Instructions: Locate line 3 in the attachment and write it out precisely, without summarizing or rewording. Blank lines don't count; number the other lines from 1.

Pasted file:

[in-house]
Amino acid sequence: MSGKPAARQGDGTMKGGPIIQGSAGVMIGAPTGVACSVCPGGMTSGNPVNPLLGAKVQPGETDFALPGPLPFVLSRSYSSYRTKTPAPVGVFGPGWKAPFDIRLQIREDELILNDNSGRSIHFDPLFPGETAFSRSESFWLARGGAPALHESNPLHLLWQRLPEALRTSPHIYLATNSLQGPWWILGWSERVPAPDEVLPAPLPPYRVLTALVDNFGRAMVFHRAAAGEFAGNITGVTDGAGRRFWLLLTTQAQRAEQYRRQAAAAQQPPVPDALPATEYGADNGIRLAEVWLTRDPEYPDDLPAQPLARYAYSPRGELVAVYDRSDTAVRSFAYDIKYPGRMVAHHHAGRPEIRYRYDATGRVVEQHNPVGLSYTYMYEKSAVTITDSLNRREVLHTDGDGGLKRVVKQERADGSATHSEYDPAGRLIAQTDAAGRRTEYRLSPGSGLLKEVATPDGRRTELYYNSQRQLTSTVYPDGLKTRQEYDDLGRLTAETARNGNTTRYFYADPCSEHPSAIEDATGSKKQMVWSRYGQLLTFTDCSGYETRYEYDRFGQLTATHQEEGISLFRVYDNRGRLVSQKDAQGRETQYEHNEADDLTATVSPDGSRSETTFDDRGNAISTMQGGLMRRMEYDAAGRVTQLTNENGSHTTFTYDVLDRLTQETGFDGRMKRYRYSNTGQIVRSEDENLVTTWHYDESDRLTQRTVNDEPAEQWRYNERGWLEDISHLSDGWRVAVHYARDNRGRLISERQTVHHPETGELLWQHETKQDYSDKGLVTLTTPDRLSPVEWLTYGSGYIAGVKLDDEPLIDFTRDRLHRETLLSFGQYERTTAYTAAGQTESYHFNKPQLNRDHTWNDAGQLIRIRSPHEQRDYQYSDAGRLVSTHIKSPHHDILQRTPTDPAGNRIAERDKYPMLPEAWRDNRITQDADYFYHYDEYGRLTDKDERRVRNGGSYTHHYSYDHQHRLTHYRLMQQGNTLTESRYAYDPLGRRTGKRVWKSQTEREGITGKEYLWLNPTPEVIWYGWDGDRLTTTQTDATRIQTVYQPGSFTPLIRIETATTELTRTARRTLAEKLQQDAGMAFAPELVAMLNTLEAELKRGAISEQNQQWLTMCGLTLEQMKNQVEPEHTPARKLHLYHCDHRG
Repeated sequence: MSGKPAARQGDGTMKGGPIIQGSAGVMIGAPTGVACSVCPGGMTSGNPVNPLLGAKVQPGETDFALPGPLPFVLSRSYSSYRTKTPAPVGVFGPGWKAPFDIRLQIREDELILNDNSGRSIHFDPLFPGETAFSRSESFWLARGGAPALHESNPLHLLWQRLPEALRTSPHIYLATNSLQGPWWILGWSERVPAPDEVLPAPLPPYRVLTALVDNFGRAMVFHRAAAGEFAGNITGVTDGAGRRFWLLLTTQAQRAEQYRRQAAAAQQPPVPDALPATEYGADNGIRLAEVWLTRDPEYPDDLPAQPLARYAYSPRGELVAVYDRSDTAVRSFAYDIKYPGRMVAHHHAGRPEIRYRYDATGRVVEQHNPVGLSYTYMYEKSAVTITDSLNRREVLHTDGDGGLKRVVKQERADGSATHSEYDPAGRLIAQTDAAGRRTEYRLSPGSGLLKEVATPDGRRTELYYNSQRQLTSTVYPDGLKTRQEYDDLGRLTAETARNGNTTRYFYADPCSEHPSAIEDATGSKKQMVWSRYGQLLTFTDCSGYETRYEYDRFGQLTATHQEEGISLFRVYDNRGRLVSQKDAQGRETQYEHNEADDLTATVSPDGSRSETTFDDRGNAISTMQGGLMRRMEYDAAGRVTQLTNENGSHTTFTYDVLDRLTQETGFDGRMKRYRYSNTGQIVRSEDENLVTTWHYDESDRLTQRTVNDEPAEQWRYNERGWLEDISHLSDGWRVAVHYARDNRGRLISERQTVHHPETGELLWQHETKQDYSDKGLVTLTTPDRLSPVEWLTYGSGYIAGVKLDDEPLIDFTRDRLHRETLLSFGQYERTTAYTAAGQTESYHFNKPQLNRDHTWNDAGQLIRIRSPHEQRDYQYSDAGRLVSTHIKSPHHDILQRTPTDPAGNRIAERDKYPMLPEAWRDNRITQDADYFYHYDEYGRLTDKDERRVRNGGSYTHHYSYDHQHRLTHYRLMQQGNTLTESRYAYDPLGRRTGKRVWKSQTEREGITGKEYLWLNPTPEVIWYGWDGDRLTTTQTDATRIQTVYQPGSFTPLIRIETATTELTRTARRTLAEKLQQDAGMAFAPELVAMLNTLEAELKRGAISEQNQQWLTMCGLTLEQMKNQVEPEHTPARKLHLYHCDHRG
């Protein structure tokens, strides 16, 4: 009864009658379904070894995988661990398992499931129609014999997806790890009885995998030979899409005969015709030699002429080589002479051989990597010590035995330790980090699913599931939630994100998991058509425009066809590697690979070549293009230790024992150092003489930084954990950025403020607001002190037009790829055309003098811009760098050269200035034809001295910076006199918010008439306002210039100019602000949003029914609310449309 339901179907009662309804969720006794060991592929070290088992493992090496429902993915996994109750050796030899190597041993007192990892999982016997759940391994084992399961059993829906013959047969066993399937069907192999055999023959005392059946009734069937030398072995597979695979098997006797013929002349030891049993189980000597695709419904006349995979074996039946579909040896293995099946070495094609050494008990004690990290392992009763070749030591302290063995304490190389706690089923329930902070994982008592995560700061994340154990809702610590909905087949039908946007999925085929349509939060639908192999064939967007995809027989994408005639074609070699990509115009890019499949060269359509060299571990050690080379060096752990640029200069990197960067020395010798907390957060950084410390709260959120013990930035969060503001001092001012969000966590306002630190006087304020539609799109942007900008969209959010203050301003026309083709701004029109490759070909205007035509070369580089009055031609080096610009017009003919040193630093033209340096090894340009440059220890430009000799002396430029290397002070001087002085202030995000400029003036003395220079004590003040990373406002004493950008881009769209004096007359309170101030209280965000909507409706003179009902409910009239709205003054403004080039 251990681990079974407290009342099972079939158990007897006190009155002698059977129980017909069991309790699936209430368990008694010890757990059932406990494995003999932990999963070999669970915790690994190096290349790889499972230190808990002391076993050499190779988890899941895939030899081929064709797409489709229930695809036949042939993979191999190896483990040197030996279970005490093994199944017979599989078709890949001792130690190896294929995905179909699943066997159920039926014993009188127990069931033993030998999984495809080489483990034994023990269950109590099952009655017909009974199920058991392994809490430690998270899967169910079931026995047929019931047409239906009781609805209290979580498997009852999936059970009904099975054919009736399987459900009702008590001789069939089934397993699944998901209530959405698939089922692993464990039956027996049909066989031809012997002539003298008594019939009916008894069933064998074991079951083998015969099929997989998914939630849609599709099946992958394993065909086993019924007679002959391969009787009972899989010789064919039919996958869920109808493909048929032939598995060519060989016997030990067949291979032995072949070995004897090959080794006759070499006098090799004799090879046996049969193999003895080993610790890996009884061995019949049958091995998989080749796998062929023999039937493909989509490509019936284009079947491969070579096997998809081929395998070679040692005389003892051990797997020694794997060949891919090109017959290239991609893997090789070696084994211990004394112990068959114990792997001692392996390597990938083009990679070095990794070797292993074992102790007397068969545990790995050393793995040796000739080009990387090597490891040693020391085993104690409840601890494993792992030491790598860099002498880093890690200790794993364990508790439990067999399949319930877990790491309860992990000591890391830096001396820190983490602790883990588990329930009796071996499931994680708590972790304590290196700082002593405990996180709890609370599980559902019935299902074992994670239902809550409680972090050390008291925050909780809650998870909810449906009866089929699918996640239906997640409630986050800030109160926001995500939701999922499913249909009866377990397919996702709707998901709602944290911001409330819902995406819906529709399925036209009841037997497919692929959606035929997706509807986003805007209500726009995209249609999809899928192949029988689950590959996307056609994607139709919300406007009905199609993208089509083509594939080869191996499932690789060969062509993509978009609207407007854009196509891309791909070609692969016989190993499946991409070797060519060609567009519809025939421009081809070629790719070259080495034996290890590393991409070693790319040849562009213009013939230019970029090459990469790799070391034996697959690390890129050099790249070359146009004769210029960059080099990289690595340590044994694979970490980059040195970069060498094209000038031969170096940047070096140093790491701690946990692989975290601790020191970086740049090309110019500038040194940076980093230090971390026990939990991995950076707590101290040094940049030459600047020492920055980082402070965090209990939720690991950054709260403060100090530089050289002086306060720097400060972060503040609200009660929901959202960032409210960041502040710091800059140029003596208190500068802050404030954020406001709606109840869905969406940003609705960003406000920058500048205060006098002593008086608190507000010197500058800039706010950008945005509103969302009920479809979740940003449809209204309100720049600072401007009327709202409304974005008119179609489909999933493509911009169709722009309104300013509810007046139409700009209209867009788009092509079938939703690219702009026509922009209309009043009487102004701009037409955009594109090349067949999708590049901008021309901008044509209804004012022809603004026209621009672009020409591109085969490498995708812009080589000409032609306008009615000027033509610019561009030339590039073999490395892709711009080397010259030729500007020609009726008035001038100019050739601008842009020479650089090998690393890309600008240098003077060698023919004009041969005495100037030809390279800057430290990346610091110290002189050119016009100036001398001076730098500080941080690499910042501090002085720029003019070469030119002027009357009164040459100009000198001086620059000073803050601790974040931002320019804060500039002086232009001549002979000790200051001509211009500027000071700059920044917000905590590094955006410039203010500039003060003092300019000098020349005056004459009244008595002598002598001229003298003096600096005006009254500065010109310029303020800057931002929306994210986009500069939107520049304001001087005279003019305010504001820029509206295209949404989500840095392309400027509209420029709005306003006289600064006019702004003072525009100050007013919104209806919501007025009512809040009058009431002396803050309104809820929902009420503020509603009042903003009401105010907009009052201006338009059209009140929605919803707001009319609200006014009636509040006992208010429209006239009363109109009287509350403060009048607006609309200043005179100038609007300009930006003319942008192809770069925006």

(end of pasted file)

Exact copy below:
Repeated sequence: MSGKPAARQGDGTMKGGPIIQGSAGVMIGAPTGVACSVCPGGMTSGNPVNPLLGAKVQPGETDFALPGPLPFVLSRSYSSYRTKTPAPVGVFGPGWKAPFDIRLQIREDELILNDNSGRSIHFDPLFPGETAFSRSESFWLARGGAPALHESNPLHLLWQRLPEALRTSPHIYLATNSLQGPWWILGWSERVPAPDEVLPAPLPPYRVLTALVDNFGRAMVFHRAAAGEFAGNITGVTDGAGRRFWLLLTTQAQRAEQYRRQAAAAQQPPVPDALPATEYGADNGIRLAEVWLTRDPEYPDDLPAQPLARYAYSPRGELVAVYDRSDTAVRSFAYDIKYPGRMVAHHHAGRPEIRYRYDATGRVVEQHNPVGLSYTYMYEKSAVTITDSLNRREVLHTDGDGGLKRVVKQERADGSATHSEYDPAGRLIAQTDAAGRRTEYRLSPGSGLLKEVATPDGRRTELYYNSQRQLTSTVYPDGLKTRQEYDDLGRLTAETARNGNTTRYFYADPCSEHPSAIEDATGSKKQMVWSRYGQLLTFTDCSGYETRYEYDRFGQLTATHQEEGISLFRVYDNRGRLVSQKDAQGRETQYEHNEADDLTATVSPDGSRSETTFDDRGNAISTMQGGLMRRMEYDAAGRVTQLTNENGSHTTFTYDVLDRLTQETGFDGRMKRYRYSNTGQIVRSEDENLVTTWHYDESDRLTQRTVNDEPAEQWRYNERGWLEDISHLSDGWRVAVHYARDNRGRLISERQTVHHPETGELLWQHETKQDYSDKGLVTLTTPDRLSPVEWLTYGSGYIAGVKLDDEPLIDFTRDRLHRETLLSFGQYERTTAYTAAGQTESYHFNKPQLNRDHTWNDAGQLIRIRSPHEQRDYQYSDAGRLVSTHIKSPHHDILQRTPTDPAGNRIAERDKYPMLPEAWRDNRITQDADYFYHYDEYGRLTDKDERRVRNGGSYTHHYSYDHQHRLTHYRLMQQGNTLTESRYAYDPLGRRTGKRVWKSQTEREGITGKEYLWLNPTPEVIWYGWDGDRLTTTQTDATRIQTVYQPGSFTPLIRIETATTELTRTARRTLAEKLQQDAGMAFAPELVAMLNTLEAELKRGAISEQNQQWLTMCGLTLEQMKNQVEPEHTPARKLHLYHCDHRG